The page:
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ECS Database Resources for INFO 2009 October 2011 Fiona Nichols.

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Presentation on theme: "ECS Database Resources for INFO 2009 October 2011 Fiona Nichols."— Presentation transcript:

1 ECS Database Resources for INFO 2009 October 2011 Fiona Nichols

2 What information…?  High quality  Up to date  Relevant

3 Three important questions...  What information do you need?  Where should you look for it?  How can you get hold of it?

4 Where do you look for information?  Google only  Google & Wikipedia  WebCat  Library Website & WebCat  Specialist databases, Library Website & WebCat

5 Where should you look for information?  Brigham Young Uni library's videos  on#p/u/5/2ArIj236UHs on#p/u/5/2ArIj236UHs

6 Direct URL Or via SUSSED Library Website

7 … try the Library Website! Go to either Subject Support or Resources

8 Focus on  High quality ‘subject specialist’ information sources  Techniques for searching  Other electronic resources  Exporting citations and referencing  Tutorials

9 Quality Sources  Specialist databases and Indexes  Full text sources  Learned societies websites  Gateways  Journal providers

10 Specialist Databases and Indexes  up to date information from peer reviewed publications such as journal articles, conference proceedings, reports, books and theses  well indexed enabling detailed searching  contain abstracts of the articles retrieved  may to link to full text where available

11 but they don’t cover everything. So… Don’t forget to check and see what other resources are available from the subject support pages

12 Why would you use these databases? Because  Google didn’t work  Need a comprehensive survey of all the literature that has been published worldwide  Need to be able to access the full text/actual articles  to find out about new research the minute is has been published  Want to use resources available by just one publisher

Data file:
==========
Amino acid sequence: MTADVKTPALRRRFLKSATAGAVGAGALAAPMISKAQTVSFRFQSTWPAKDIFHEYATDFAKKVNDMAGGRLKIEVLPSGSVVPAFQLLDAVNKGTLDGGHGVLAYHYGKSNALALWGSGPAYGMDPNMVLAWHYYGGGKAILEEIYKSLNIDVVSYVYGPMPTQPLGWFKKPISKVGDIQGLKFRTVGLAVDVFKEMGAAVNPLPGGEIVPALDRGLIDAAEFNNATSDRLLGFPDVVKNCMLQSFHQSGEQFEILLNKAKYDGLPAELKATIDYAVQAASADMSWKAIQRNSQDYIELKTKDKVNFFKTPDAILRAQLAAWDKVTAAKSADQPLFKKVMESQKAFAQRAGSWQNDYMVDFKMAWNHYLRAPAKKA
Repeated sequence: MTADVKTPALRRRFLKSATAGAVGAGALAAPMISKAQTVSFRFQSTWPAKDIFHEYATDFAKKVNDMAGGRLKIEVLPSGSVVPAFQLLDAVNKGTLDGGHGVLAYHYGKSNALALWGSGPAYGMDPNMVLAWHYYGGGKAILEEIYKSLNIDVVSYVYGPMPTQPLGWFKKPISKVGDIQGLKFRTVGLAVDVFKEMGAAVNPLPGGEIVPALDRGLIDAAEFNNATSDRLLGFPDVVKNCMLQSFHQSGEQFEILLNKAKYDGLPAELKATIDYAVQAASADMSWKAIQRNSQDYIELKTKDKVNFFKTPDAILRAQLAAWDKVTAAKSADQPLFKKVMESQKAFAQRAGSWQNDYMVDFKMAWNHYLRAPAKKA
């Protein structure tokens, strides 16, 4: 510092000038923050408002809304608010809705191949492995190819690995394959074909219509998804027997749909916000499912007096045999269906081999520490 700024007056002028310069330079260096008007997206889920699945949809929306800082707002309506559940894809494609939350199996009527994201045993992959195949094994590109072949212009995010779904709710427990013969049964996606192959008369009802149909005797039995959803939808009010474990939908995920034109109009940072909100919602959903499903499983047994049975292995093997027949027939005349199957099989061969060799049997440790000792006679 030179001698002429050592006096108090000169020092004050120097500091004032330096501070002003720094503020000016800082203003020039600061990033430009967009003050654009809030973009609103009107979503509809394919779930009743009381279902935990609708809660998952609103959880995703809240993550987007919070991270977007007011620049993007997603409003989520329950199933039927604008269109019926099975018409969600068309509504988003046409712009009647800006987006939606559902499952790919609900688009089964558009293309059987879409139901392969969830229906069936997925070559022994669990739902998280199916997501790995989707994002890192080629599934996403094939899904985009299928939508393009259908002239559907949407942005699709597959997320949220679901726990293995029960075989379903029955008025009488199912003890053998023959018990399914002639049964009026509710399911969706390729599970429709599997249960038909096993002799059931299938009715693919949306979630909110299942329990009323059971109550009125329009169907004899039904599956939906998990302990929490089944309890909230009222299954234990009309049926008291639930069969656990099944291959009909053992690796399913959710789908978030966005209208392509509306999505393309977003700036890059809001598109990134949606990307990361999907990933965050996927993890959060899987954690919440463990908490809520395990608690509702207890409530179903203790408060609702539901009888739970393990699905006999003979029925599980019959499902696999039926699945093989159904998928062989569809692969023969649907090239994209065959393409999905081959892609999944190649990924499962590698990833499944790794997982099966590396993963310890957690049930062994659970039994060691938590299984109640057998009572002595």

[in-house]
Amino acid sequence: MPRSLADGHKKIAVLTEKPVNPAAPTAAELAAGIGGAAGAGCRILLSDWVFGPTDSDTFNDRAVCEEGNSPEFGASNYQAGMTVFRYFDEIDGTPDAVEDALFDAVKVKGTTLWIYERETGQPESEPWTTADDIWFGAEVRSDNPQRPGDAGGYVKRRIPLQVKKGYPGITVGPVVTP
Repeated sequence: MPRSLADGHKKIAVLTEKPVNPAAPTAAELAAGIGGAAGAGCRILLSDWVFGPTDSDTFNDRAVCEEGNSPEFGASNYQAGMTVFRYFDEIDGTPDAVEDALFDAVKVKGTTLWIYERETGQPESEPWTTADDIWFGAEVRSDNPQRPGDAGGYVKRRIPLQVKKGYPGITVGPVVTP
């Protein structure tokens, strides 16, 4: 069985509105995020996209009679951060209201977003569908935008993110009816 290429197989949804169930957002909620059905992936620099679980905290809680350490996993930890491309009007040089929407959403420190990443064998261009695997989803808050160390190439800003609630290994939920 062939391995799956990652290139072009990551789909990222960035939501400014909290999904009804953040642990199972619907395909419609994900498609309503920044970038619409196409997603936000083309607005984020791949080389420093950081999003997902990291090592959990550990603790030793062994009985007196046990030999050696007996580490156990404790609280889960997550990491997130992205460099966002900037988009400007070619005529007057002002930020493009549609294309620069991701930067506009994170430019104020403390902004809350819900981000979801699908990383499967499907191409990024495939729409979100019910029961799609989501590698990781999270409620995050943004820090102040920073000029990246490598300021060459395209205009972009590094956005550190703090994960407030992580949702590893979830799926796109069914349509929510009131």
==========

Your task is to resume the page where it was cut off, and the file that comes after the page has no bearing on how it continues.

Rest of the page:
13 How to access them From the library home page at:  ECS subject pages  Resources page Using Institutional login or VPN when off campus

14 Library Website and then, choose Physical and Applied Sciences, followed by Electronics and Computer Science Select the Subject Support Tab...

15 Then select the relevant links

16 Specialist databases & Indexes Web of Knowledge INSPEC Compendex High quality, academic – world-wide coverage

17 Key databases ISI Web of Science General science database Citation searching INSPEC Compendex Specialist Computing. Scientific and Engineering Databases

18 Web of Knowledge  Wide coverage of scientific sources  Databases can be searched individually or together  Main databases of relevance to ECS – Inspec (controlled vocabulary) – Web of Science (citation searching) – ISI Proceedings


20 Use ‘Select a database’ tab for full details of the databases available on the Web of Knowledge Platform

21 Compendex  Mainly engineering and physical sciences  Searchable using a controlled vocabulary (Thesaurus)  But does NOT give the full text!


23 Online help and tutorials  Remember … tutorials to many of the library’s resources and services can be found at :-  /tutorials.html /tutorials.html


25 Copyright – it does matter!

26 Access  Institutional Login – iSolutions username/password  VPN – check iSolutions site for details

27 How do we use them?

28 Search techniques

29 Devise a search strategy Look at your own ‘search statement’ or project topic and devise a search strategy by selecting relevant keywords or concepts  Break down topic into components  Identify keywords, synonyms, alternative spellings & related terms  List relevant headings Then …put the search strategy into practice in the different databases and compare the results

30 Anatomy of a literature search Identify resources that cover your study topic Create a search strategy Conduct a search using search operators (i.e. AND, OR and NOT) Check results for relevance Changes to search strategy needed? From library resources, obtain the items to read

31 How to search the databases  Topic search – keywords or phrases  Author/title search  By journal/conference title  Etc etc

32 Search smarter, search faster  TbjxA TbjxA

33 Demonstrate a search  Using the  Keyword  Author

34 Searching techniques (1)  Search statements retrieve exact matches  Use Boolean operators (and,or,not) to combine search terms

35 Searching Boolean logic AND, OR, NOT Symbols vary e.g. optic* Enclose in quotes “black body radiation” Truncation and wildcards Phrase searching